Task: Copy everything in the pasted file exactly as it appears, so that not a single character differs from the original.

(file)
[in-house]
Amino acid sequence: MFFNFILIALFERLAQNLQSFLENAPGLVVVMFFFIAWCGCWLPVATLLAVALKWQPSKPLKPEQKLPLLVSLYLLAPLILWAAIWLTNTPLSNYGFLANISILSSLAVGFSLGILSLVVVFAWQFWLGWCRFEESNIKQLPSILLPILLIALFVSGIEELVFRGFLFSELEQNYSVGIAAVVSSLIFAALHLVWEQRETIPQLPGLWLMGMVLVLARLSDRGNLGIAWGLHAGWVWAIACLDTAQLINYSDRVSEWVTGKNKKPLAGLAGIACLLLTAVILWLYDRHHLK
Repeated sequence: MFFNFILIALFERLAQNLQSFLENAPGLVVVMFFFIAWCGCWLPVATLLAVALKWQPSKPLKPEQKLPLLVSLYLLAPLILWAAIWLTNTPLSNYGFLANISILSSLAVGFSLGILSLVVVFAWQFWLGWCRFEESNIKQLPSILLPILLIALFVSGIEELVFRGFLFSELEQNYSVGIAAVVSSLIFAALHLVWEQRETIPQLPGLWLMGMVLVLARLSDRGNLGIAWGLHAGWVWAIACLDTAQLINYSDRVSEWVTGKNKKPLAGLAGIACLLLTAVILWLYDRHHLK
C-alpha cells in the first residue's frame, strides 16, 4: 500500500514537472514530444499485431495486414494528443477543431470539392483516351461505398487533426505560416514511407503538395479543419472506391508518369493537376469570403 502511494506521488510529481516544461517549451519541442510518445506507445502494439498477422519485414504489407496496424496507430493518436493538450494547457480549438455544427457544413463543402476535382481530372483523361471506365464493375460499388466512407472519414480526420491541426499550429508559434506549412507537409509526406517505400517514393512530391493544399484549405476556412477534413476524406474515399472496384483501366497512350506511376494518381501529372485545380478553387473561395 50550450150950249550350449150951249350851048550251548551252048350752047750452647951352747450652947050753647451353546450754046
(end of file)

[in-house]
Amino acid sequence: MFFNFILIALFERLAQNLQSFLENAPGLVVVMFFFIAWCGCWLPVATLLAVALKWQPSKPLKPEQKLPLLVSLYLLAPLILWAAIWLTNTPLSNYGFLANISILSSLAVGFSLGILSLVVVFAWQFWLGWCRFEESNIKQLPSILLPILLIALFVSGIEELVFRGFLFSELEQNYSVGIAAVVSSLIFAALHLVWEQRETIPQLPGLWLMGMVLVLARLSDRGNLGIAWGLHAGWVWAIACLDTAQLINYSDRVSEWVTGKNKKPLAGLAGIACLLLTAVILWLYDRHHLK
Repeated sequence: MFFNFILIALFERLAQNLQSFLENAPGLVVVMFFFIAWCGCWLPVATLLAVALKWQPSKPLKPEQKLPLLVSLYLLAPLILWAAIWLTNTPLSNYGFLANISILSSLAVGFSLGILSLVVVFAWQFWLGWCRFEESNIKQLPSILLPILLIALFVSGIEELVFRGFLFSELEQNYSVGIAAVVSSLIFAALHLVWEQRETIPQLPGLWLMGMVLVLARLSDRGNLGIAWGLHAGWVWAIACLDTAQLINYSDRVSEWVTGKNKKPLAGLAGIACLLLTAVILWLYDRHHLK
C-alpha cells in the first residue's frame, strides 16, 4: 500500500514537472514530444499485431495486414494528443477543431470539392483516351461505398487533426505560416514511407503538395479543419472506391508518369493537376469570403 502511494506521488510529481516544461517549451519541442510518445506507445502494439498477422519485414504489407496496424496507430493518436493538450494547457480549438455544427457544413463543402476535382481530372483523361471506365464493375460499388466512407472519414480526420491541426499550429508559434506549412507537409509526406517505400517514393512530391493544399484549405476556412477534413476524406474515399472496384483501366497512350506511376494518381501529372485545380478553387473561395 50550450150950249550350449150951249350851048550251548551252048350752047750452647951352747450652947050753647451353546450754046